System.out.println("error in child thread caused by zero division");
    } catch (InterruptedException e) {
        // This exception is thrown if the child thread is interrupted.
        e.printStackTrace();
    }
}

}

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My preferred answer. Thank you –  Kirby Jul 31 '12 at 18:00
2  
This solves the problem of uncaught exceptions, but might introduce problems of its own. The call to get() will block until the callable task returns. This means that you're no longer getting any parallelism out of the background thread. Worse, if the task is continuous/long-running (like waiting for network packets in a loop), the Callable will never return and your main thread is permanently blocked. I don't mean to imply that there are no applications where this pattern makes sense (I'm sure there are plenty), just that you need to be careful. –  theisenp Mar 28 '13 at 20:28
    
Good point. In a real example you wouldn't call get right after submit. –  a.b.d Mar 30 '13 at 21:23
    
Edited answer to address @theisenp comment. –  a.b.d Sep 10 '13 at 13:39

What I do is to catch the exception in the thread and store it as a member variable of the Runnable. This exception is then exposed via a getter on the Runnable. I then scan all the threads from the parent to see if any had exceptions, and take the appropriate action.

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May I ask (in case my answer is wrong), why store a variable as a getter and scan for it rather than using a listener mechanism? –  Grundlefleck Sep 2 '09 at 20:15
    
Fair question. Either approach works. I think I'll try your suggestion next time around, and see If I prefer that. –  Don Branson Sep 2 '09 at 20:20
    
See my comment on Grundlefleck's answer - I believe this solution does actually get the exception handling back in to the parent thread, whereas Grundlefleck's solution doesn't. (Grundlefleck's fixes scope problems - but this one fixes problems that are really related to thread context.) –  Jared Dec 18 '09 at 15:51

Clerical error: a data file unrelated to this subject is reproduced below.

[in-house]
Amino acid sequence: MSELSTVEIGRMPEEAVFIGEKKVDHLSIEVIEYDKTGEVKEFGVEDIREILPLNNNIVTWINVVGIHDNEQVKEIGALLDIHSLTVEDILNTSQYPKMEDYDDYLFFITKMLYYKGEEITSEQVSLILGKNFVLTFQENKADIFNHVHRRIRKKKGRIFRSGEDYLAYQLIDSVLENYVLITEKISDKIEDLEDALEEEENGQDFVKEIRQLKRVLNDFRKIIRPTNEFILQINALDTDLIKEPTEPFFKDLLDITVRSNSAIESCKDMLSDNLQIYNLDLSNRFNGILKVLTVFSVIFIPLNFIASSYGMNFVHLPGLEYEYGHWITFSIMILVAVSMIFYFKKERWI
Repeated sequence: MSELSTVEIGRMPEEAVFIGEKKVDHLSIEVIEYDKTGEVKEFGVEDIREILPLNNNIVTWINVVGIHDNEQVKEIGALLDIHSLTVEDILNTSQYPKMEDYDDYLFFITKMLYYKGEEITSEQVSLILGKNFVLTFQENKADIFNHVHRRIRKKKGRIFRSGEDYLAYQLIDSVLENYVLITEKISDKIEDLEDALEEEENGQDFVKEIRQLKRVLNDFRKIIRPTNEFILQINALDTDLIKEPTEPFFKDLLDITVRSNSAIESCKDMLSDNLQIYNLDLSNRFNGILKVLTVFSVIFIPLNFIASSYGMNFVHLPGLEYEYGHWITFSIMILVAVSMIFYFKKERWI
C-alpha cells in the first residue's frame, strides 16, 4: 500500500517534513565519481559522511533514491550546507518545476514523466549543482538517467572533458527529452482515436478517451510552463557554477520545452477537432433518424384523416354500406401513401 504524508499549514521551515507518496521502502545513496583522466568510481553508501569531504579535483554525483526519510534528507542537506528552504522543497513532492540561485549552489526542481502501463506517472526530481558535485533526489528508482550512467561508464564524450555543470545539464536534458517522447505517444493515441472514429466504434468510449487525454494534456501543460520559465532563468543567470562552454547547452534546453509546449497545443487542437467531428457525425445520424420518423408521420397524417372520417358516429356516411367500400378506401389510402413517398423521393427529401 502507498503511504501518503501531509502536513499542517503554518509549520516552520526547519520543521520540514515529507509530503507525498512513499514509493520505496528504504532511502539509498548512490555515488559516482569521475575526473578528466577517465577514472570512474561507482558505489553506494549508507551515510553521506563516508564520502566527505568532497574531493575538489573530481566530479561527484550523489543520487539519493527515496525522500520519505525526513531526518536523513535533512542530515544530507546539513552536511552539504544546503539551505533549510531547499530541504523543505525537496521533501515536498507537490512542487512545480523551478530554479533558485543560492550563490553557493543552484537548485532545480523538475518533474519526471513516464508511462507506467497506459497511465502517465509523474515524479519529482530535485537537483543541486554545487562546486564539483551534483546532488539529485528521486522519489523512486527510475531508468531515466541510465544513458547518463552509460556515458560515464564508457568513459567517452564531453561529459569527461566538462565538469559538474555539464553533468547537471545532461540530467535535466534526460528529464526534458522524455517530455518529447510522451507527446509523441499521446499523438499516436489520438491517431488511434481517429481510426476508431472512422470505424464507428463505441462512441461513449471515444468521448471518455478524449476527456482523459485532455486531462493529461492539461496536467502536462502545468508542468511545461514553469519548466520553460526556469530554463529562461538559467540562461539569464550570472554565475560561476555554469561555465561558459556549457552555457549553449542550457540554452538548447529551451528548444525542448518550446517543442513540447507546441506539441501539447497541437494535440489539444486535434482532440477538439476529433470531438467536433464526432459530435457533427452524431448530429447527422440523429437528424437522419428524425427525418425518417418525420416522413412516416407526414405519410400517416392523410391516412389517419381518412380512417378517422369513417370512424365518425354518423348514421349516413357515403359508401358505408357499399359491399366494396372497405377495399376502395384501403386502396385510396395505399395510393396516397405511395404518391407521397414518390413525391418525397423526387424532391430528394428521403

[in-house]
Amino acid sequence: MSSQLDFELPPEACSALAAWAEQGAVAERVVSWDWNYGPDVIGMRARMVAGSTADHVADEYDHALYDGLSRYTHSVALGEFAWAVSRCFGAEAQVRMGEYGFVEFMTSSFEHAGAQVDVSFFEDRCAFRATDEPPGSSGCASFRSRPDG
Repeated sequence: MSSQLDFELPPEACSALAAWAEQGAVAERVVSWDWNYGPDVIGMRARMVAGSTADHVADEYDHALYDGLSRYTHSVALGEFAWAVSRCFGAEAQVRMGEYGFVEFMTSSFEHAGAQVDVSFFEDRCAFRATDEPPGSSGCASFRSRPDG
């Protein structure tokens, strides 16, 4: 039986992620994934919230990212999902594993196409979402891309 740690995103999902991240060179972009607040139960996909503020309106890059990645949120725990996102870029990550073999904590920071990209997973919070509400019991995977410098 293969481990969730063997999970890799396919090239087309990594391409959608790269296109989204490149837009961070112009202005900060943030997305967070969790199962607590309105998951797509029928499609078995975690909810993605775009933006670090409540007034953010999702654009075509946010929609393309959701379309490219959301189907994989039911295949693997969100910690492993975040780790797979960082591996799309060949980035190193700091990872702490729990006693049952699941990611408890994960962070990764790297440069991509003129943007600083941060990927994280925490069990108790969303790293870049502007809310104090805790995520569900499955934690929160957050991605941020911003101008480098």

The advantage to this approach is there's no coupling. Whereas Grundlefleck's solution a reference to a Listener class, Don Branson's solution makes the ´Runnable´ completely independent of other code. –  James Poulson Jun 12 '11 at 17:37

the thread can't throw the exception to any other thread (nor to the main thread). and you cannot make the inherited run() method throw any checked exceptions since you can only throw less than the inherited code, not more.

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Good point about not being able to directly "throw" the exception to the parent thread. –  erickson Sep 2 '09 at 18:16

If you really cannot do anything useful when the exception is raised you can wrap the checked exception in a RuntimeException.

try {
    // stuff
} catch (CheckedException yourCheckedException) {
    throw new RuntimeException("Something to explain what is happening", yourCheckedException);
}
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2  
Always add a description when throwing an exception, even if it just is to wrap. throw new RuntimeException("Wrapping exception to allow it to bubble up to the catcher in foo.bar.Main()", e); The ones called at 3 AM when the code breaks will appreciate it when they stare at the stacktrace. –  Thorbjørn Ravn Andersen Sep 2 '09 at 19:06
    
Good one - I'll add that to the example code. –  Simon Groenewolt Sep 2 '09 at 19:32

If your thread's code throw a RuntimeExpection, you doesn't need to add run() throw Exception.

But use this solution only when appropriate because this can be a bad pratice: http://java.sun.com/docs/books/tutorial/essential/exceptions/runtime.html

Any RuntimeException or unchecked Exception can help you. Maybe you'll need to create your own RuntimeException

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2  
Note that this approach will hide the exception from the parent thread. –  erickson Sep 2 '09 at 18:15

On the assumption that your code is in some kind of loop, you'd write:

public class ThingRunnable implements Runnable {
  public void run() {
    try {
      while(iHaveMorePackets()) { 
        doStuffWithPacket()
      }
    } catch(Exception e) {
      System.out.println("Runnable terminating with exception" + e );
    }
  }
}

The exception will automatically break you out of your loop, and at the end of the run() method, the thread will stop.

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Small point: your example has an interface with implementation in it, should probably be "public class ThingRunnable implements Runnable". –  Grundlefleck Sep 2 '09 at 20:14
    
Thanks, Grundlefleck, you're absolutely right :-) Goes to show what happens when you answer questions before you've had enough coffee in the day. I've updated the text to say 'class' instead. –  AlBlue Sep 3 '09 at 8:29